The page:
A randomised clinical trial to assess the effect of a dual treatment on myopia progression: The Cambridge Anti-Myopia Study
Version of Record online: 12 MAY 2013
Ophthalmic & Physiological Optics © 2013 The College of Optometrists
Ophthalmic and Physiological Optics
Special Issue: Understanding & Controlling Myopia - Where We Are Now. A compilation to honour the research achievements and mark the passing of Josh Wallman
Volume 33, Issue 3, pages 267–276, May 2013
How to Cite
A randomised clinical trial to assess the effect of a dual treatment on myopia progression: The Cambridge Anti-Myopia Study. Ophthalmic Physiol Opt 2013; 33: 267–276. doi: 10.1111/opo.12035, , , , , , , & .
- Issue online: 12 MAY 2013
- Version of Record online: 12 MAY 2013
- Manuscript Accepted: 15 JAN 2013
- Manuscript Received: 3 OCT 2012
- facility of accommodation;
- lag of accommodation;
- spherical aberration
To evaluate the effect of a dual treatment modality for myopia, by improving accommodative functions, on myopia progression.
A double blind randomised control trial was conducted on 96 subjects. The treatment modality for the trial employed custom designed contact lenses which control spherical aberration in an attempt to optimise static accommodation responses during near-work, and a vision-training programme to improve accommodation dynamics. Myopia progression was assessed over a 2 year period using cycloplegic autorefraction and biometry.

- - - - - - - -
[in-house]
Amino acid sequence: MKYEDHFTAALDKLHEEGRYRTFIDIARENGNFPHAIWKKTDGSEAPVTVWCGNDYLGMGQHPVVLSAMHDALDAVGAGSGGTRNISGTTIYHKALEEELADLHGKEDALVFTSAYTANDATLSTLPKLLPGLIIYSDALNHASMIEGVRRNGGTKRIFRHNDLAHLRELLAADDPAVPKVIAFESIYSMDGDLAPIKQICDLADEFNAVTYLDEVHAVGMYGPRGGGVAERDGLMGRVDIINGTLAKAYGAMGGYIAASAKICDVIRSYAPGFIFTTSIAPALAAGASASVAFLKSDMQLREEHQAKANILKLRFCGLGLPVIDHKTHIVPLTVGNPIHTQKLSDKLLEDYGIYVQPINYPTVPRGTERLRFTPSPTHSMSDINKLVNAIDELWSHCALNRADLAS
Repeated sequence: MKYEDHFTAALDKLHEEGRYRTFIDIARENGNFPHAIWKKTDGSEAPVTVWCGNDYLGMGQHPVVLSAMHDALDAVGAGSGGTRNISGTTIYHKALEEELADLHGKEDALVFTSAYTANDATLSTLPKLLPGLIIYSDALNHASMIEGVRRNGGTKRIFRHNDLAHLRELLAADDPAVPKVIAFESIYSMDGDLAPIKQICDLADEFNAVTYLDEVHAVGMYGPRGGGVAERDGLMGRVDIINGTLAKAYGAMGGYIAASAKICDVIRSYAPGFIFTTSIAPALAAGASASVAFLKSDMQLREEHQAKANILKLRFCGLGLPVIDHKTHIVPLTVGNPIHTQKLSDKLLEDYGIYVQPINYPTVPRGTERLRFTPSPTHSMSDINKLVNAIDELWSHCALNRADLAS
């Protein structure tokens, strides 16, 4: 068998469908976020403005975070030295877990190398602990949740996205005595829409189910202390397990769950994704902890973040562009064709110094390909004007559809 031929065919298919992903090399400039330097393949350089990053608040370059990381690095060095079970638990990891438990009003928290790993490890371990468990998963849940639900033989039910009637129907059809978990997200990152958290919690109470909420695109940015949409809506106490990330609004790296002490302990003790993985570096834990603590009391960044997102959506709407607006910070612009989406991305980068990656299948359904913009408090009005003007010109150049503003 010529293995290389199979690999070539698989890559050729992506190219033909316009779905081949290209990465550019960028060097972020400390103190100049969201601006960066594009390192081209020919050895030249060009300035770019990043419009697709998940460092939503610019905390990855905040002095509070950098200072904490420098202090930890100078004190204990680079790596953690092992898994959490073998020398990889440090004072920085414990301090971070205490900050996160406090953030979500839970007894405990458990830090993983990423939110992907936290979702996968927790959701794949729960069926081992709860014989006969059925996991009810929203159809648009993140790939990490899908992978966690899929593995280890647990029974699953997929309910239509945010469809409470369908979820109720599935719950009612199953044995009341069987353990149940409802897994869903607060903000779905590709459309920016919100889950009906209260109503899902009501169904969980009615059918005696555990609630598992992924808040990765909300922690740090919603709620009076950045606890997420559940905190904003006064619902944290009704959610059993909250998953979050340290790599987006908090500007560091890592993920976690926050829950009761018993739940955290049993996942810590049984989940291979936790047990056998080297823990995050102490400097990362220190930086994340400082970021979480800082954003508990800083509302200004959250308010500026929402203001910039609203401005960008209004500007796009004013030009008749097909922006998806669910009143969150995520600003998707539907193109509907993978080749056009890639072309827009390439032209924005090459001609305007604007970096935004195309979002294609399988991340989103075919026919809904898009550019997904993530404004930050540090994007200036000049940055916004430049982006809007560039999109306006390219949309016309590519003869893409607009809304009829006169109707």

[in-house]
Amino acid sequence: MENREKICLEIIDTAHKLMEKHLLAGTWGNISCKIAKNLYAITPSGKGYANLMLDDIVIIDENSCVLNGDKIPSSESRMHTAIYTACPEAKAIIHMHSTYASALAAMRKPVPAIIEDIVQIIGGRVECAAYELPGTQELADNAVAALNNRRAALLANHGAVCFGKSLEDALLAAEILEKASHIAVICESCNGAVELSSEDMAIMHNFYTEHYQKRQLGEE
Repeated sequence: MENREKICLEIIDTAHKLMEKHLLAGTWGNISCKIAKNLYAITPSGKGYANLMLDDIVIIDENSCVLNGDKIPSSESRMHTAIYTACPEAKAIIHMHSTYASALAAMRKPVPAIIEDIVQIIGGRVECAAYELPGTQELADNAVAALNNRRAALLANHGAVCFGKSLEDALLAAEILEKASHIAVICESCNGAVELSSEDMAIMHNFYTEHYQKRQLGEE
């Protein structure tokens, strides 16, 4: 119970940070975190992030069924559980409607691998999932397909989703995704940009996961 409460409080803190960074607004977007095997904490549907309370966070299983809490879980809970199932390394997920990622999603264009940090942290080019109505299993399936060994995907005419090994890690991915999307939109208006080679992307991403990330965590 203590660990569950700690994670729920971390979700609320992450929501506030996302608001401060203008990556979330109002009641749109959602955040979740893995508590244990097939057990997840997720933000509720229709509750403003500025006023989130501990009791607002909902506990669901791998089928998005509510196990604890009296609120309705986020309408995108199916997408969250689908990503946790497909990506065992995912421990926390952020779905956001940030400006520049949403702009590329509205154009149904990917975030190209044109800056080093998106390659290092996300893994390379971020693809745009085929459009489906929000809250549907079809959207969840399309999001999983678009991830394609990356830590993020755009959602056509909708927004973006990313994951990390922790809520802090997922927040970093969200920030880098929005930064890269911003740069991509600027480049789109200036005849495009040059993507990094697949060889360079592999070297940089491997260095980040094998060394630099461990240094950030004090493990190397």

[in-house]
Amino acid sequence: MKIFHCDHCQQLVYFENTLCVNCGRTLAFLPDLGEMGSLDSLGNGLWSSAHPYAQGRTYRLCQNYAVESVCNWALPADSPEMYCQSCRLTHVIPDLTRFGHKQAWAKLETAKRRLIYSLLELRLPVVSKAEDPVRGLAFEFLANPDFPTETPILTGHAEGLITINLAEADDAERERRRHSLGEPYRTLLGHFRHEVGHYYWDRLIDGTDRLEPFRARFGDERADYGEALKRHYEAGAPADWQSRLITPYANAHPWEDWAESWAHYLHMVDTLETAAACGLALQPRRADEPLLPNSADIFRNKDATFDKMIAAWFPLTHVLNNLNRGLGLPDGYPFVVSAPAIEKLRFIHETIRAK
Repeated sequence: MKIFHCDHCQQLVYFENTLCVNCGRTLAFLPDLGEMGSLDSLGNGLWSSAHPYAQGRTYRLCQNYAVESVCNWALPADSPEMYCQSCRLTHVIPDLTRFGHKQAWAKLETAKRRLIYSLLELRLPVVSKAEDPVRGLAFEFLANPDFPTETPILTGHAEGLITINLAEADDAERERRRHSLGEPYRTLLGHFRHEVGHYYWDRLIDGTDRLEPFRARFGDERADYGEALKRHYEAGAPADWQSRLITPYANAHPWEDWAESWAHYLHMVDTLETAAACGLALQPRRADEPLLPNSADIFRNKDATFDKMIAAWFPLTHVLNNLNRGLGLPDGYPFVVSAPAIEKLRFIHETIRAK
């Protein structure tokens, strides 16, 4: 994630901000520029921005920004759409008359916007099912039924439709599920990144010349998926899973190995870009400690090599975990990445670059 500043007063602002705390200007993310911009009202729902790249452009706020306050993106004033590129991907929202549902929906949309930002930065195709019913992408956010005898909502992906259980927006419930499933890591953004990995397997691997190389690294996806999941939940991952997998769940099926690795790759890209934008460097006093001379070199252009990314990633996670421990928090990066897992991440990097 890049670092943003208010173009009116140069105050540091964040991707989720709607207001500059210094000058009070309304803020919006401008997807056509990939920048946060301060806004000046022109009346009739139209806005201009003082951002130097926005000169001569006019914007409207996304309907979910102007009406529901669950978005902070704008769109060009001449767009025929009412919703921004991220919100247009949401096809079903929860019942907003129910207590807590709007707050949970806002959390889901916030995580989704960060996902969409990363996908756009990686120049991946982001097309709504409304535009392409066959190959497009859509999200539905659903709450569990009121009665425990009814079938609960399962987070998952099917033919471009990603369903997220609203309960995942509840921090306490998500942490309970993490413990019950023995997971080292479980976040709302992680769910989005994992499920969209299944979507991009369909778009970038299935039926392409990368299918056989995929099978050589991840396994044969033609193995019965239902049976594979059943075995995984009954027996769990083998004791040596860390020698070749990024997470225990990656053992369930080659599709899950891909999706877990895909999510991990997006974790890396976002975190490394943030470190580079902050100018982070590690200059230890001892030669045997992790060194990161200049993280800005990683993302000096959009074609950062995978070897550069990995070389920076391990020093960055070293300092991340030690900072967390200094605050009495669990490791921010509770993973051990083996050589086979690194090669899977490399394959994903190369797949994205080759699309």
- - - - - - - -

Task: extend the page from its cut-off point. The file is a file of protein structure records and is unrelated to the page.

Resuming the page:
The mean progression was found to be −0.33 Dioptres (D) over the 2 years of the study. There was no interaction between contact lens treatment and vision training treatment at 24 months (p = 0.72). There was no significant treatment effect of either Vision Training or Contact Lens Spherical Aberration control on myopia progression.
This study is unable to demonstrate that the progression of myopia can be reduced over a 2 year period by either of the two treatments aimed at improving accommodative function. Neither treatment group (contact lens or vision training) progressed at a slower rate over the 2 years of the study than did the appropriate control group.